During the radiation treatments, Scott luckily found out about the newly formed Brain Tumor Team within the Colorado Neurological Institute (CNI) at Swedish Medical Center in Denver. It was a fellow brain tumor patient, Allie, whom Scott met at the radiation oncologist office who recommended the CNI Brain Tumor Team. The unique aspect of the team is truly its team approach: More than 10 specialists -- ranging from neurosurgeons, neuro-oncologist, radiation oncologist, neuropsychologist, neurologist, pathologist, social worker and more -- gathered to consult on Scott's case and give us their opinion. We took our video camera to record the conference so we wouldn't forget the details.

So, from the time Scott discovered his tumor had doubled, his story went like this:

  1. Seek opinions the CNI Brain Tumor Team in Denver: 
    Opinion - an "awake craniotomy" so that Scott could be tested during surgery to determine how much tumor was safe to remove. The team also stressed the importance of aggressive follow-up chemotherapy. Dr. Ed Arenson, neuro-oncologist told us his belief that low-grade astrocytomas can indeed be cured if treated early and aggressively, and for us, this spelled H-O-P-E.
     
  2. Seek opinion of the original neurosurgeon. 
    Opinion- do not undergo a second surgery because the risk of deficits is too great. Not enough tumor could be removed to be curative. Fight back with chemotherapy instead.
       
  3. Seek opinion of a local oncologist. 
    Opinion - get expert opinions from a cancer center specializing in brain tumors. This opinion impressed us as much as the others because it was came with an honest admission that he only treated 1-2 brain tumor patients a year and didn't have the experience or expertise to offer more than the standard (and proven ineffective) chemotherapy of BCNU.
        
  4. Seek opinions from nationally renowned brain tumor experts at M. D. Anderson Cancer Center in Houston, Texas: 
    Opinion - another surgery plus chemo. As with the Denver team, the Houston doctors recommended an "awake craniotomy" so that Scott could be tested during surgery to determine how much tumor was safe to remove without causing severe, irreparable deficits such as paralysis, blindness, and cognitive loss. M. D. Anderson also recommended follow-up chemotherapy and the option of clinical trials. Due to research quotas and schedules, however, they could not guarantee that he'd receive anything more than standard treatment protocol.. It would also mean travel to Houston every few weeks or months.
       
  5. Seek research and treatment information at a conference for brain tumor patients in Houston, organized by M  D. Anderson and the National Brain Tumor Foundation (these conferences are held around the country throughout the year and are invaluable!). (Also check with other national BT organizations for workshops, seminars and teleconferences.)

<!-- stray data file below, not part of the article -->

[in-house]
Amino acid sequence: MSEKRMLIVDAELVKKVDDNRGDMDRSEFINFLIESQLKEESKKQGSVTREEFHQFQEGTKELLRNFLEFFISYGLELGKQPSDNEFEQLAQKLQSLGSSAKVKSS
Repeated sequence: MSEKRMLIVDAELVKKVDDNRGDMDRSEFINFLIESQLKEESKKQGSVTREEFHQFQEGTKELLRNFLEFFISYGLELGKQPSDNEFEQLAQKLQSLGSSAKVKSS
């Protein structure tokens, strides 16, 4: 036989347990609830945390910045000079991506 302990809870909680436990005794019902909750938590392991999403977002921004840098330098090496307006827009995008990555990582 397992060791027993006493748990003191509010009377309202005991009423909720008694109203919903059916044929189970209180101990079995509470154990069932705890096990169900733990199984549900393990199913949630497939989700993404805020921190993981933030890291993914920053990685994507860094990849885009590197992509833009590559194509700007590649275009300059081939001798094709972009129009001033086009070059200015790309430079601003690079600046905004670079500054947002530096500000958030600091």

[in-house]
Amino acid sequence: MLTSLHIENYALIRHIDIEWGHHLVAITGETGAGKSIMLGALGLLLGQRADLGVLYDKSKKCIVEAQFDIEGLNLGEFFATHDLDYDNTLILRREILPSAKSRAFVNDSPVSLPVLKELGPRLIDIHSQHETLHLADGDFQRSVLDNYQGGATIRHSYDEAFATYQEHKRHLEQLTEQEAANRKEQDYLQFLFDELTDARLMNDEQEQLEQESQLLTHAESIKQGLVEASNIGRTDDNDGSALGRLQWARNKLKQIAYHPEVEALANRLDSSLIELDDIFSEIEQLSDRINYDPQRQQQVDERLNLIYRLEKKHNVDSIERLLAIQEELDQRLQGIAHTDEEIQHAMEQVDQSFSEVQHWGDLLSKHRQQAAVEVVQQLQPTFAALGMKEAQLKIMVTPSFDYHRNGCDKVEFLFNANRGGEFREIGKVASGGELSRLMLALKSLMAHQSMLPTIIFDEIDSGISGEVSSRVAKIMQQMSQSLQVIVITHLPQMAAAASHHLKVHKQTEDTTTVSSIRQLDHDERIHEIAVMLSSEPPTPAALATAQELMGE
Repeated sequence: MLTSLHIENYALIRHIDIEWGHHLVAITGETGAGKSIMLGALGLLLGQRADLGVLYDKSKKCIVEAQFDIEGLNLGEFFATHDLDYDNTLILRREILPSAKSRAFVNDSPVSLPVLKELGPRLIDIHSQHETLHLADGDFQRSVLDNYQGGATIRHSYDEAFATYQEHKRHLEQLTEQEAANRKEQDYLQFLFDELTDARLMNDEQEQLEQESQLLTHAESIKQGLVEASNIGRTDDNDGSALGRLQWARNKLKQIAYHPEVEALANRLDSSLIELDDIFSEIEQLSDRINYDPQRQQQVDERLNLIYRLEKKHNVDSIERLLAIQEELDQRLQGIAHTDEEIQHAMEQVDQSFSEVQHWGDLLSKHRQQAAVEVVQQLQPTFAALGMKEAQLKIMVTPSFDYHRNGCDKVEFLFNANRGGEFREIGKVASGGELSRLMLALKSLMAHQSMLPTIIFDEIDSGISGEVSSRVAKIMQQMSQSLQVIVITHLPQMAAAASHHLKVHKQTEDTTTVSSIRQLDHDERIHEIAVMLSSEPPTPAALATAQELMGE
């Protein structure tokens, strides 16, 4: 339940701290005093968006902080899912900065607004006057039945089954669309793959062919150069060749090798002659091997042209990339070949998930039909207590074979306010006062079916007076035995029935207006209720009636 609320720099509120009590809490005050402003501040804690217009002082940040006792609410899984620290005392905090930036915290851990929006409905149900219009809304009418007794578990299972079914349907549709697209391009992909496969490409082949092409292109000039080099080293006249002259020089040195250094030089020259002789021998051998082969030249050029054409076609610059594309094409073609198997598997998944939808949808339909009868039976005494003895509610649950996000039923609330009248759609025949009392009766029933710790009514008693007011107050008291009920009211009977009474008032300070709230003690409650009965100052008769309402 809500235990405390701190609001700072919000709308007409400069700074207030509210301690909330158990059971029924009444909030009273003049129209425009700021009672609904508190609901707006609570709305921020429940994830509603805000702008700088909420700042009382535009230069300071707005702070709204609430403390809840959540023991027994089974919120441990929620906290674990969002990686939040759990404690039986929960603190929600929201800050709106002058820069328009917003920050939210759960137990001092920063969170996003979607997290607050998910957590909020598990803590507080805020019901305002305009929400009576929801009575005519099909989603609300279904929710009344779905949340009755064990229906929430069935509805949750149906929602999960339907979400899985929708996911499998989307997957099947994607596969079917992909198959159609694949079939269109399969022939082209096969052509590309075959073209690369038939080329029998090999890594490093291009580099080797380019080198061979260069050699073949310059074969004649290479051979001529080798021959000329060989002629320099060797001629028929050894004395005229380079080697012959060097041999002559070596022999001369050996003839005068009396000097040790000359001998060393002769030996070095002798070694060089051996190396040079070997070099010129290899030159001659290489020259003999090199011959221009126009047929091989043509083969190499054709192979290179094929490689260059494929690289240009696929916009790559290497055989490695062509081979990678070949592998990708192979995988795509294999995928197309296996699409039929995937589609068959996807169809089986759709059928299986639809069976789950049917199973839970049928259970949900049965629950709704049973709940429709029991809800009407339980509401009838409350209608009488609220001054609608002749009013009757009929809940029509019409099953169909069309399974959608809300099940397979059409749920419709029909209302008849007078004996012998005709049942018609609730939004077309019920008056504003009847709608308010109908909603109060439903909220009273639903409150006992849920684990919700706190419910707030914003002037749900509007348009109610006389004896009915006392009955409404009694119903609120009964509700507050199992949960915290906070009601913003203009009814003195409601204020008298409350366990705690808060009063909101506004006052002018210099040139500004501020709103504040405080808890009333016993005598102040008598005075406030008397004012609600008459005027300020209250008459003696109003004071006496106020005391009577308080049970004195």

Realization
    : Research is years away from a "magic bullet" cure and until then, patients have to follow their gut instincts and their doctor's advice to find a treatment that may extend life by a few more months, or years. So many clinical trials test such a variety of treatments that there really is no "best" option. Choosing a treatment depends on a patient's proximity and access to expert medical care, insurance coverage, tumor type and location, age, severity of symptoms and side effects, not to mention personal attitudes towards battling the tumor.

The range of opinions was daunting and surprising, but maybe it shouldn't have been. We've concluded (and heard other doctors agree) that because everyone is trying to find The Cure for brain tumors, everyone has their own opinion about how best to treat their patients.  The choices are as vast and varied, as can been seen on Al Musella's wonderful and comprehensive website about clinical trials and noteworthy treatments. Every patient has to follow their own instincts when deciding upon their own treatment plan. At every step, we heavily weighed the pros and cons, wondering how aggressive was aggressive enough vs. the side effects and resulting quality of life.

 

Surgery 2

We decided to put our trust in the CNI Brain Tumor program, not only because it meant undergoing treatment in our home town, but because CNI’s aggressive treatment plan included the cutting-edge clinical trial of photodynamic therapy (PDT). In addition, the surgical team would include a CNI neuropsychologist we already knew, who would literally hold Scott's hand and talk to him through the awake portion of surgery to help ensure his speech, vision, motor skills and cognitive function would remain intact.